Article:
Tomorrow and Time, 2011-2022
oil on canvas
signed, dated and inscribed with title ‘Susan Norrie/TOMORROW/AND TIME/2011-2022/2022 (on the reverse)
Around 2000, Norrie began to make images about human resilience, survival and hope. This was her response to the episodes of environmental and humanitarian catastrophe that she saw re-shaping the delicate ecosystems around us. These concerns took her to Tokyo in 2002 to document the cherry blossom season, which sprung earlier than usual that year.
The image for this work was taken in 2011, as Norrie says "It was Spring and I had the chance to photograph the first blossoming after what is now known as the Great East Japan Earthquake of Friday 11 March 2011....
As with most Japanese Gardens, it is a constructed place - a world where one can contemplate the inner-self as a way of opening up to a bigger picture. In this sense, for me, the Japanese garden is analogous with the magical power of cinema. And film has always informed my painting, both the visceral quality of the medium and the manipulation of time and space... I see film as an extension of painting, a synthesis between image, sound and colour.' (Susan Norrie 2019)
This work combines photographic silkscreen painting, embodying repeated gesture and factory-like labour, and meticulous hand painting. Norrie sees multiple images, fast shutter speeds and ‘many frames per second’ as the basis of image making in our times: a direct reflection of how we absorb the world. Though she was working towards the power of the full series when installed in sequence, her images aren’t multiples. Each is unique and has been scrupulously made. The impossibly thick black stencil has been applied countless times and the hand painting is carefully nuanced.
Norrie’s image belongs to the quick currency of the digital world, yet her meditation on how it is translated back to us, marries the fast and the slow: the quickness of media saturation and the stillness of artistic contemplation.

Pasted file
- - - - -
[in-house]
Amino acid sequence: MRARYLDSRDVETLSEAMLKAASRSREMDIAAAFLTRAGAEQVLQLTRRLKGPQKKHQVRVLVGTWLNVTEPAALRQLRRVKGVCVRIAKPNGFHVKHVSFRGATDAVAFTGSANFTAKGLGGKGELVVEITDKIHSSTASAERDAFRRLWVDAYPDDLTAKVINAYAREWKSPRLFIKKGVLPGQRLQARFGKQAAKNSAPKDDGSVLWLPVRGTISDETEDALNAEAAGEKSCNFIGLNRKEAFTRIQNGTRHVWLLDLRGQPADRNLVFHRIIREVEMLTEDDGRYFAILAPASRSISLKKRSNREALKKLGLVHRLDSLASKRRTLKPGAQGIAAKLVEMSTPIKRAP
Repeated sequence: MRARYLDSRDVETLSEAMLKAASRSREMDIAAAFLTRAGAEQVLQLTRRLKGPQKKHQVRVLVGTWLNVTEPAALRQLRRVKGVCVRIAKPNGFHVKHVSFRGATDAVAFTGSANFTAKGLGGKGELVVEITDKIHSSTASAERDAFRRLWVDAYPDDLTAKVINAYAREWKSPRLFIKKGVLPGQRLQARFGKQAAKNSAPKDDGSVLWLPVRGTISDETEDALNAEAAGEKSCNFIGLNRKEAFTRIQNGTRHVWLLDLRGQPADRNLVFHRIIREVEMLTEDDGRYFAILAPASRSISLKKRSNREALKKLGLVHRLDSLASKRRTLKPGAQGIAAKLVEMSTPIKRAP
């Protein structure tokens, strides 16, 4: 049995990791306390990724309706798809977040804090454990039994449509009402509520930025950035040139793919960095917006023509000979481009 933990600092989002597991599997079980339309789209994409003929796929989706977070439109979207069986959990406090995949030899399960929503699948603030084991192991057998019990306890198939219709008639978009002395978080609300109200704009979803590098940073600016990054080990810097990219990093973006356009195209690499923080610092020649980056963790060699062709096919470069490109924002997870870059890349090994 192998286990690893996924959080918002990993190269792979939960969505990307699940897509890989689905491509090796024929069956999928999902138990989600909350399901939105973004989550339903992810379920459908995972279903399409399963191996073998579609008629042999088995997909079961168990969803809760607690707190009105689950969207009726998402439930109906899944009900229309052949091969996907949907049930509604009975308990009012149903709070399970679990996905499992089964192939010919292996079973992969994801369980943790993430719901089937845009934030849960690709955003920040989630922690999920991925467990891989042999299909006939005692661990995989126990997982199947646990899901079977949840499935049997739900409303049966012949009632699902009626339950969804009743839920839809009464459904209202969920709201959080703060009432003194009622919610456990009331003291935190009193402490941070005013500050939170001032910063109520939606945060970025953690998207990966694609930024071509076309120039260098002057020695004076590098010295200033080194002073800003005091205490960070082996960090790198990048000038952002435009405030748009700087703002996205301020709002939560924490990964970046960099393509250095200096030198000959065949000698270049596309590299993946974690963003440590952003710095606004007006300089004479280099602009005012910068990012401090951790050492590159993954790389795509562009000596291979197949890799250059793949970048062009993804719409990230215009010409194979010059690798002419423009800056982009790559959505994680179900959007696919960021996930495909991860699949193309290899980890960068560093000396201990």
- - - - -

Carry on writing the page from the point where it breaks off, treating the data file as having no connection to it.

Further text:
Image courtesy of the artist
Susan Norrie's preoccupation with politics and the environment have
always informed the subject matter of her work. From the feminist overtones of
her earlier series 'Lavished Living', (1983-1984) and 'Objet D'Art' (1988), to
her comments on consumerism found in her series 'Tall Tales and True'
(1986-1987) and 'Peripherique' (1989), or to the more recent video works
'Undertow' (2002) and the geologically and politically volatile view of
Indonesia documented in 'Havoc', seen at the 2007 Venice Biennale, Norrie’s
diverse oeuvre is challenging and, at times, polemical in its honest
deconstruction of modern society.
After studying painting at the National Art School, Sydney and the National
Gallery School, Melbourne in the 1970s, Norrie began creating films and
installation pieces in the mid-1990s; works that blur the line between art and documentary.
The beauty of Norrie’s works – whether it be painting, drawing, installation or
video – is Norrie's control of media and materiality. The tactile quality of
her surfaces are often a contradictory experience to the harsh reality of the
stories she tells.
From the moment Norrie began exhibiting in 1982, her work has been
highly regarded for being both conceptually and materially advanced. In 1987, she
won the first Moet & Chandon prize for an artist under 35, which became a
pivotal point in her career. Since then, she has held residencies at Greene
Street Studio, New York, and in New Zealand and Germany. She received the 1997
Seppelt Prize, Contemporary Art Award, Museum of Contemporary Art, Sydney. In
1999 she received an Australia Council Fellowship, and in 2004 she received an
APA Scholarship for PhD Studies at the University of New South Wales, Sydney.
Norrie’s work has been exhibited in many international and national
surveys of contemporary art. She represented Australia at the 2007 Venice
Biennale, and has been in important group shows including the Montreal Biennale (2015); the Biennale of Sydney (2014, 2004); the Yokohama Triennale (2011); In the Balance: Art for a Changing World,
Museum of Contemporary Art, Sydney (2010); and Figuring Landscapes, Tate Modern, London (2008). Norrie's work has been written on extensively and is held in all state and most regional gallery
collections of Australia, as well as in the Auckland City Art Gallery and the
Solomon R. Guggenheim Museum, New York.